OK, everyone. Say with me now. Ready? 1...2...3...deep breaths. Relax. It's not world war III (or Z). No animals were harmed in the making of this ad. There's no nudity. But, OMG...it is rape-y. At least according to U.K.-based Rape Crisis. The cause group believes an ad for London cab company, Data Cars, which shows a woman caught in the rain, implies she is a rape victim.
Wait, what? Hello? It rains in London. A lot. Whenever it feels like it. When you least expect it. And, just like the ad's concept, when you aren't dressed for it. So a poor woman is caught in a downpour while dolled up in a nice dress on her way to a party, a cab company decides to use that imagery to explain the importance of using a car service in questionable weather...and they get accused of implying the woman was just raped?
NFC - near field communication - is a relatively new technology that has the potential to revitalize the direct mail marketing sector. It enables marketers to deliver content via an embedded NFC chip that allows wireless communication when a user touches a smartphone or mobile device to a piece of marketing collateral or brings the device into close proximity with an NFC tag.
Although NFC technology has been around since the 1980s and marketers are increasingly using it today, the technology was slower to catch on in marketing than QR code technology. QR codes - two-dimensional matrix codes that are often printed on direct mail marketing material - have found a ready user audience in the marketing realm for several years now. QR codes appear on everything from movie posters to fast-food restaurant drink cups to ketchup bottles. With QR codes, consumers can scan the printed code with their smartphone's camera to be connected to online digital content.
Complete with a cute video featuring kids and a serious letter from the CMO, HubSpot is out with Make Love Not Spam, an initiative designed to rally marketers to make marketing people love and to stop spamming.
In his open letter to marketers, HubSpot CMO Mike Volpe writes, We can be better than this. Marketing is hard. Reaching new prospects is hard. But we believe that if we put our energy and resources toward making marketing people love, we can get more inbound leads and rely less on sending spammy emails. And when I say we all can be better than this, I'm including HubSpot"
Email marketing is always changing. While overall read rates declined in Q4 2012, some marketers defied the odds with responsible, well-planned email sending strategies. However, as the top email marketers continue to test and optimize, new subscriber behaviors are changing the rules of the game.
This contributed article is written by Jacob Beckley, VP of Innovation at Fusion92, a full service digital marketing agency located in Chicago.
Is direct mail dead? Is it on its way out? What's the future? Many marketers are being asked these questions from their clients on a regular basis. Whatever the response, direct mail still accounts for over 50 percent of the US marketing spend according to the DMA and, on average, still pulls the best response rates out of any other marketing medium.
To promote an upcoming sound art and music installation exhibit, Bonniers Konsthall, a contemporary art gallery in Stockholm, created, with help from DDB Stockholm, a Spotify track list that became the invitation to a new exhibit, More Than Sound.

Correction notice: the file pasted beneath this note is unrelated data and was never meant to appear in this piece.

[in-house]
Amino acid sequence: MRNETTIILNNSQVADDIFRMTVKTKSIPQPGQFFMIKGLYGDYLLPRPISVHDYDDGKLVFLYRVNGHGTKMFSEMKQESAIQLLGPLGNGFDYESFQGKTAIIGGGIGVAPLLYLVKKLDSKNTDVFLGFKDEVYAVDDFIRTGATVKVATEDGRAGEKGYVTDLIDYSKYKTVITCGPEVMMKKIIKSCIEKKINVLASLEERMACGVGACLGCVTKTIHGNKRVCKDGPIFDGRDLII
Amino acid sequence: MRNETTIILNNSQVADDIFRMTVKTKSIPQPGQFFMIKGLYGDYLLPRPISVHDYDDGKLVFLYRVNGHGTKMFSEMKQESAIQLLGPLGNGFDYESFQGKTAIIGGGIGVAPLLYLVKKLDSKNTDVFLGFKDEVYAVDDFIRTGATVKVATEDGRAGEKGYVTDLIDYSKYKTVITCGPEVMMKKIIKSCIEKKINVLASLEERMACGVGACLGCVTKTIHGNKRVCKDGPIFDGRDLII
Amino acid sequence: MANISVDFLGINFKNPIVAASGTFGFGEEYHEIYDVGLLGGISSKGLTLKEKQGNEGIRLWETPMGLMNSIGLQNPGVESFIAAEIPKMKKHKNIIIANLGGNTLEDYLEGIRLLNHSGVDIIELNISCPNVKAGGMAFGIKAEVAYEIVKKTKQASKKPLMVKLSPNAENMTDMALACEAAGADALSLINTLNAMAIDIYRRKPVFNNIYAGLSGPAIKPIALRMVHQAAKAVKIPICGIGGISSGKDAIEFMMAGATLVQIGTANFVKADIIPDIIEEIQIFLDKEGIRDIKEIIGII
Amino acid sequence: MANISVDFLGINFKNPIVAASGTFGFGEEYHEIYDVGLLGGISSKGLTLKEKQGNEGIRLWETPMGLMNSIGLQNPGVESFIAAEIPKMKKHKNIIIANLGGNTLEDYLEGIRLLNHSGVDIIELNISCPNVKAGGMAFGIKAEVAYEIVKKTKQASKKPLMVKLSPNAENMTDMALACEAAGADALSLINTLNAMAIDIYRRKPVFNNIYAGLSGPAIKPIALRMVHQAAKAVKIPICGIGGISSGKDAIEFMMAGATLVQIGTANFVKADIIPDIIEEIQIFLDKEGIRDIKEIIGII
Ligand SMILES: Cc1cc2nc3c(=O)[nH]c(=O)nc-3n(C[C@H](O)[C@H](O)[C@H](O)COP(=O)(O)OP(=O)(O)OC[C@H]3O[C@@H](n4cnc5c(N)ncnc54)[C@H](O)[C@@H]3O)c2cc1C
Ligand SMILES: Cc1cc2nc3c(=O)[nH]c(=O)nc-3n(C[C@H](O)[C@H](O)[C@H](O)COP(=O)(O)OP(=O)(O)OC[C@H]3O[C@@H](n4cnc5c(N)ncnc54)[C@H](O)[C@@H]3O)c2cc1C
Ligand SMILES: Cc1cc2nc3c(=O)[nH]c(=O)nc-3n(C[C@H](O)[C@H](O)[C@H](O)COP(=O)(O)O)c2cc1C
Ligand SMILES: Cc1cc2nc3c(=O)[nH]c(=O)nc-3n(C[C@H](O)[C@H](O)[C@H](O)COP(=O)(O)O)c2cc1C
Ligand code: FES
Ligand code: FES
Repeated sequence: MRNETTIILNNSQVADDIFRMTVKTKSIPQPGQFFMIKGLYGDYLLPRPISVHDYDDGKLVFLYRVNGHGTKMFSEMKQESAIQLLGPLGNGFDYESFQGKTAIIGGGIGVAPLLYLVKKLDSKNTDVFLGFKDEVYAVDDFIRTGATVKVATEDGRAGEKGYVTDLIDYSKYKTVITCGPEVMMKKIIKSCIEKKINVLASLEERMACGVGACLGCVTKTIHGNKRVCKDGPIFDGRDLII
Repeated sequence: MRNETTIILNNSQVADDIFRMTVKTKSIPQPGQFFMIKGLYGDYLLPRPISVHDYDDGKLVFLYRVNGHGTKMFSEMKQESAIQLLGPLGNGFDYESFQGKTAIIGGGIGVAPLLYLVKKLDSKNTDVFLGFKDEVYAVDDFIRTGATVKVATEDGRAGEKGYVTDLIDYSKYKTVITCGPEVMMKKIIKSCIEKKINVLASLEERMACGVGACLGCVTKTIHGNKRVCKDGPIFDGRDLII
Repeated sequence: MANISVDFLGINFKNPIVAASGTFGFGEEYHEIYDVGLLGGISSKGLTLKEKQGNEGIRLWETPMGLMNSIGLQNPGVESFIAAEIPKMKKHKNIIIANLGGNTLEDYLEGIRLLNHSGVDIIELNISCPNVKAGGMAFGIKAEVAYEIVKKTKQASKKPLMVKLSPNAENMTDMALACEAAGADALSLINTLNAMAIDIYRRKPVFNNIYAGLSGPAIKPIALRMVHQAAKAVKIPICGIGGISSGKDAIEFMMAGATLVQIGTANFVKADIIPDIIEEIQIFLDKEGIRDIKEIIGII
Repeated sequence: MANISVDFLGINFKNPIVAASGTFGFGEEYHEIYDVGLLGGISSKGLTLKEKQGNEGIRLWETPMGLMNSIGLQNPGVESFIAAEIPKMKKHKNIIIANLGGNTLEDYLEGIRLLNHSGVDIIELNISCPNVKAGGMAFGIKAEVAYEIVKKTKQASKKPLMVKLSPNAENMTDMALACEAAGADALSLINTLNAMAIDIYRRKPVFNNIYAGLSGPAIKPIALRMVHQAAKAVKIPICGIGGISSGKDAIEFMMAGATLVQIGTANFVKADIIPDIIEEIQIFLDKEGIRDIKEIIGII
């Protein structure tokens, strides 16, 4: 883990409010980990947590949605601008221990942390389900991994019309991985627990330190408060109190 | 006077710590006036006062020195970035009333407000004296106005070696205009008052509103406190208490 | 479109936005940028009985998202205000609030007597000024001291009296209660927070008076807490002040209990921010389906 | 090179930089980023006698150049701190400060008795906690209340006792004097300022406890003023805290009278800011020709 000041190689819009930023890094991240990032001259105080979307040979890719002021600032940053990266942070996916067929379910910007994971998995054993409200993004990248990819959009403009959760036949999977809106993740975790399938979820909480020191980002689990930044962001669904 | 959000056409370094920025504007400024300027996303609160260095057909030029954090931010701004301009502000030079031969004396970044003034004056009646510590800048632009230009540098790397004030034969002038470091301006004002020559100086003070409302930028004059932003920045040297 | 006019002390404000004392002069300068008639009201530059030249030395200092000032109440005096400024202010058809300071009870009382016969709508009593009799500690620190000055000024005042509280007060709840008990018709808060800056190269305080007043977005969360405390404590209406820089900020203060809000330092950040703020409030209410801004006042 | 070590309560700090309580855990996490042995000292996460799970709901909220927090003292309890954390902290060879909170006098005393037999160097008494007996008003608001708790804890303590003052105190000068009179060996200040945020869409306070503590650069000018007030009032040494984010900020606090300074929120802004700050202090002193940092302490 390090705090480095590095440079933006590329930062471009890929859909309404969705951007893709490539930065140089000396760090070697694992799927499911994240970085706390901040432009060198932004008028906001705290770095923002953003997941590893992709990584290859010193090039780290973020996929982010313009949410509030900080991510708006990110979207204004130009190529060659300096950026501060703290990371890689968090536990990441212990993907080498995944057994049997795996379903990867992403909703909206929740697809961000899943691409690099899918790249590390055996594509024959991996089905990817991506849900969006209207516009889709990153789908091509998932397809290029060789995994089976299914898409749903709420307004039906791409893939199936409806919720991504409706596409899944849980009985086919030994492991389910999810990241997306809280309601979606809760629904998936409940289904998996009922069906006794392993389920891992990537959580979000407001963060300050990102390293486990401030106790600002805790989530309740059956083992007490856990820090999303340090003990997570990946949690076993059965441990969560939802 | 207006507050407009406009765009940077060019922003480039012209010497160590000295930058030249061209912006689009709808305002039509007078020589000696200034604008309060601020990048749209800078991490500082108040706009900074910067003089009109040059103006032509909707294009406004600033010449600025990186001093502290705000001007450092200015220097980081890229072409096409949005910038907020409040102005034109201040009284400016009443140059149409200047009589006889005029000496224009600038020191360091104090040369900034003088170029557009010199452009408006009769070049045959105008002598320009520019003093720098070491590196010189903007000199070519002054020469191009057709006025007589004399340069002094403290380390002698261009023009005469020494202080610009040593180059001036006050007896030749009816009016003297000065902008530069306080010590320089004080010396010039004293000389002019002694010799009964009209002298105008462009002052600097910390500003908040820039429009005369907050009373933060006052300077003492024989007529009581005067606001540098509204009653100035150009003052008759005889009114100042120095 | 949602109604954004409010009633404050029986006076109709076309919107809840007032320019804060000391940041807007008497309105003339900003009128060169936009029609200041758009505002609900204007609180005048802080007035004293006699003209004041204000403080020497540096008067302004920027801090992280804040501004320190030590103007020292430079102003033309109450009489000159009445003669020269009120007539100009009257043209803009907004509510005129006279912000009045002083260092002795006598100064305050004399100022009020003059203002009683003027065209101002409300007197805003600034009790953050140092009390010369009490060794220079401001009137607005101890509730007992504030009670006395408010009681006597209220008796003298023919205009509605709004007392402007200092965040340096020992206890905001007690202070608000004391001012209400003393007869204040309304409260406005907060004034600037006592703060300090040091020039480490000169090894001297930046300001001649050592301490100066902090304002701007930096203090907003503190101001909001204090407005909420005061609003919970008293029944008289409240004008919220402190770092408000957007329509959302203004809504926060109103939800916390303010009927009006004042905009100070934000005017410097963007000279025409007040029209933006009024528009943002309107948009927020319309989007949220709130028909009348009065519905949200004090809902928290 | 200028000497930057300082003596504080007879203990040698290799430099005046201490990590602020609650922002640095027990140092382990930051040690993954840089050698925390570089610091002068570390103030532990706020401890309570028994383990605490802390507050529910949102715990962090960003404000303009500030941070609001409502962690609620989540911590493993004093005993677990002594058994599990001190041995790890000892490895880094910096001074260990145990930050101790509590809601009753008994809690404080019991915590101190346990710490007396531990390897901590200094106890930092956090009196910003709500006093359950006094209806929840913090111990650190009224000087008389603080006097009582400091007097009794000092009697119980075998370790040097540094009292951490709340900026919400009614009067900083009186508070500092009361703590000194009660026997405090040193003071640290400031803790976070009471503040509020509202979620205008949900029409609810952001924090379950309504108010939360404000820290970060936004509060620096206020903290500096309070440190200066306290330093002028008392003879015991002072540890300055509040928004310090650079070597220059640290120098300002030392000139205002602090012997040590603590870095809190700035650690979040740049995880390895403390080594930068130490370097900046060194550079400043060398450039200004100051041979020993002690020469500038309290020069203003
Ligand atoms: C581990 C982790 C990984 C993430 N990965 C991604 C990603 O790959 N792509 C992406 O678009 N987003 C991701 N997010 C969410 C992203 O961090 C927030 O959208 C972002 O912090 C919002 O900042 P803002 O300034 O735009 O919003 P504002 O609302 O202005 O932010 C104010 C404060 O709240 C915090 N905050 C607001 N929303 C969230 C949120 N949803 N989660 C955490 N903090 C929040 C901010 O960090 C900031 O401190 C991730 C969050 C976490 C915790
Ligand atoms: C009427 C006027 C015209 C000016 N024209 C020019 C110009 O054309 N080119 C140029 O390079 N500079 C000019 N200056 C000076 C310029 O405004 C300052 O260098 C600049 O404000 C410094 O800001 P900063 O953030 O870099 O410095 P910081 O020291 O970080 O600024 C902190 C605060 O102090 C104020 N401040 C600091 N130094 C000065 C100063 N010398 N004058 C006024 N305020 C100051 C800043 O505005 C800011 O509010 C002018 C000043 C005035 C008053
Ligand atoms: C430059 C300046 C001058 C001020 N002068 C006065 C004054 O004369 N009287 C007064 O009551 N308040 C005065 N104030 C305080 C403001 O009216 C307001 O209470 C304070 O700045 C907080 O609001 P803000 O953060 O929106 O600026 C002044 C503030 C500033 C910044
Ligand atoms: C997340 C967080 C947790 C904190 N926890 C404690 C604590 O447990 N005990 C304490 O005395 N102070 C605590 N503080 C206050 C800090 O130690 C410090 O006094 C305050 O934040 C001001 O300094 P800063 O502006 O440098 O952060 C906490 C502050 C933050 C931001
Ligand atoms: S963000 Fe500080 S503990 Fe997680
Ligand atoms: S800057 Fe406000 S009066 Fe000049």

A target group of art critics and bloggers were emailed a personalized link to the track list that contained the invitation (made up by the track titles) and music, created by experimental music producer Hans Berg, which consisted of music samples from the exhibit.
When one thinks of car dealer advertising, one usually conjures images of buffoons screaming in lots full of cars with balloons and flags tied overhead. This work from Lowe Roche for Toronto-based Plaff Auto in Toronto conjures an entirely different image.
The agency set out to create customized direct mail pieces for homeowners in an upscale part of the city. They took a team of creatives and a Porche into various neighborhoods, shot the car in front of homes, created the DM and then delivered it to homeowner's doorsteps.
The effort paid off with a 32 percent of recipients responding to a website to schedule a test drive.
Marketing firm Epsilon is out with its sixth annual Look Book that highlights creativity in email marketing. This year, in addition to looking at copywriting, art direction and relevancy to target, they've added a People's Choice Award.
Featured companies include Shutterfly, Starwood Hotels, Starbucks, Amazon, Hershey's, Cole Haan, American Express, KeyBank, Dell, Brooks Brothers and others; 26 in total.
We all get save-the-kids! mailers, and most of us have received the kind with the nickel or the quarter enclosed, for added effect.
But it never occurred to us how stupid this approach is until The Denver Egotist pointed it out:
If your envelope line reads "A Nickel Could Save A Child's Life!" and you not only enclose the aforementioned nickel, but spend a few more of them popping it in the post, you've just fucked yourselves and the importance of the message.
For those of us that have already passed precious shekels to a charity, it really leaves you wondering how much of that cash was recycled as nickels for the trash heap. But who knows, maybe this works, and we've been doing ourselves a great disservice by hoarding for retirement. What's that proverb? It takes money to make money?